Social Media Examiner Images As master of long content with multiple images, Social Media Examiner has gone from a "blog" to "digital magazine."

 Looking at this more simplistically though, short articles don’t allow for as many photos and videos to be placed within a post. The natural ratio for a blog article/piece of content is this: 1 main idea= 1 main image

This is exactly why you’ll find a photo/image under each number(main idea) of this blog post—a pattern I picked up after guest writing for SME and something that makes a big, big difference in just how visually appealing an article is.

4. Penguin, Panda, and Google like Big Content

When Google updated their algorithm in 2012 with Penguin and Panda, the whole web was turned on its head. Many of the most disgraceful SEO practices were now coming back to haunt companies that had danced with the devil, and a new era of “content quality” was born. Furthermore, when one really understands how search engines work, they also understand that "time on site" and social shares are becoming more important metrics of SEO success.

Look at it this way: If Google has a choice to show two articles for the same keyword, which one are they going to choose:

The one where readers average 45 seconds on the page or the one where readers average 4.5 minutes on the page?

Now granted, this is just one of many factors that dictate search engine rankings, but I’m sure you understand my point.

Google wants to show great content that delivers their users a delightful experience. That’s their goal. And longer content that does a deep dive into a subject certainly has a better chance of meeting this goal. (Again, there are always exceptions, but you get my point.)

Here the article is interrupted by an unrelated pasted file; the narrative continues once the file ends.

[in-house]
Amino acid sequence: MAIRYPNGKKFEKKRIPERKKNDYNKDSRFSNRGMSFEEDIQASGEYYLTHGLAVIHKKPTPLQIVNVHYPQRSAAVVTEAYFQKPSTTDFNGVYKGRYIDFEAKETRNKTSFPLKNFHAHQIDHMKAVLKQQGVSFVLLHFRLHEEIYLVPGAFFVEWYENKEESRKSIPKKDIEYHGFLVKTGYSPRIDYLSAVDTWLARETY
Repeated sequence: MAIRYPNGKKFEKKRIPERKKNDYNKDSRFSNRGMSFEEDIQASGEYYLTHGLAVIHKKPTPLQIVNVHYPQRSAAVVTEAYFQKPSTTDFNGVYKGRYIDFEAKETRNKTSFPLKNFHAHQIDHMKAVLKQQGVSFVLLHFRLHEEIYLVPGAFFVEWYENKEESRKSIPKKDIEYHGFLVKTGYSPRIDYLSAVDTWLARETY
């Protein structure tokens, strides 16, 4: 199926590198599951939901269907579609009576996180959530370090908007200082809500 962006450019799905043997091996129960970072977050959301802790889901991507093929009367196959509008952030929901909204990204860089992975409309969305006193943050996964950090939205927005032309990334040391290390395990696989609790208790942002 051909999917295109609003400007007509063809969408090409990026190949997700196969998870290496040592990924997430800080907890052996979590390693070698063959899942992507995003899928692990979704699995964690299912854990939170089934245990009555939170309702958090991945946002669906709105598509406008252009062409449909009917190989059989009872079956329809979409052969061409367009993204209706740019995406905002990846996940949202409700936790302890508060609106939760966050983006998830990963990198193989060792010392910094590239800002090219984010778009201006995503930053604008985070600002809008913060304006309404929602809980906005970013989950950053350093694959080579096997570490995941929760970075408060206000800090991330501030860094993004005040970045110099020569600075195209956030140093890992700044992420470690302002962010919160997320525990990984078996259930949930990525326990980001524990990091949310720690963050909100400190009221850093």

To learn more about Penguin, Panda, and where all of this is heading, check out this video from Google's Matt Cutts:


5. Longer Content Gets More Social Shares

I’m going to ask you a question, and you’ve got to be honest: Have you ever looked at a really long piece of content, skimmed it because you simply didn’t have 10 minutes to read it, but still shared it because you “felt” like there was a lot of value there?

Yep, I bet you have. So have I.

Guilty as charged.

This post took over 8 hours to write and was over 2500 words, but the time was worth it, and was more effective than if I had written 5 other posts of little size and minimal impact.


When people sense that an author has spent a lot of time creating value, they are much more likely to share it than they would if it was a smaller post—even one of equal “quality.”

90% of my most shared posts were more than 1200 words, even though about 50% of my articles were less than 1200 words. Although I’d like to think the articles I’ve written that weren’t as long were still good, the fact cannot be ignored that there is a direct correlation between length of content and social sharing—a reality that many businesses and bloggers are starting to take note of.

And as I mentioned in #4, because search engines are starting to use social as part of their algorithm (I think this is a dumb idea btw but time will tell), more and more companies are going to do anything they can to get an edge when it comes to search engine rankings, and social appears to be a part of that unending battle going forward.

Your Turn

As I mentioned earlier in the article, I’m not saying here short content is bad, as quality and results come in all sizes and will always be the most important factor. Plus, many industries still have such little content (low content saturation index) that doing anything at all will make a company a frontrunner. That being said, would you agree that the trend in content marketing is that of longer, meatier content? Also, what other reasons would you add to the five above?

Jump in folks, let your voice be heard.

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How does your inbound marketing measure up?
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Content Marketing
Published on February 13, 2013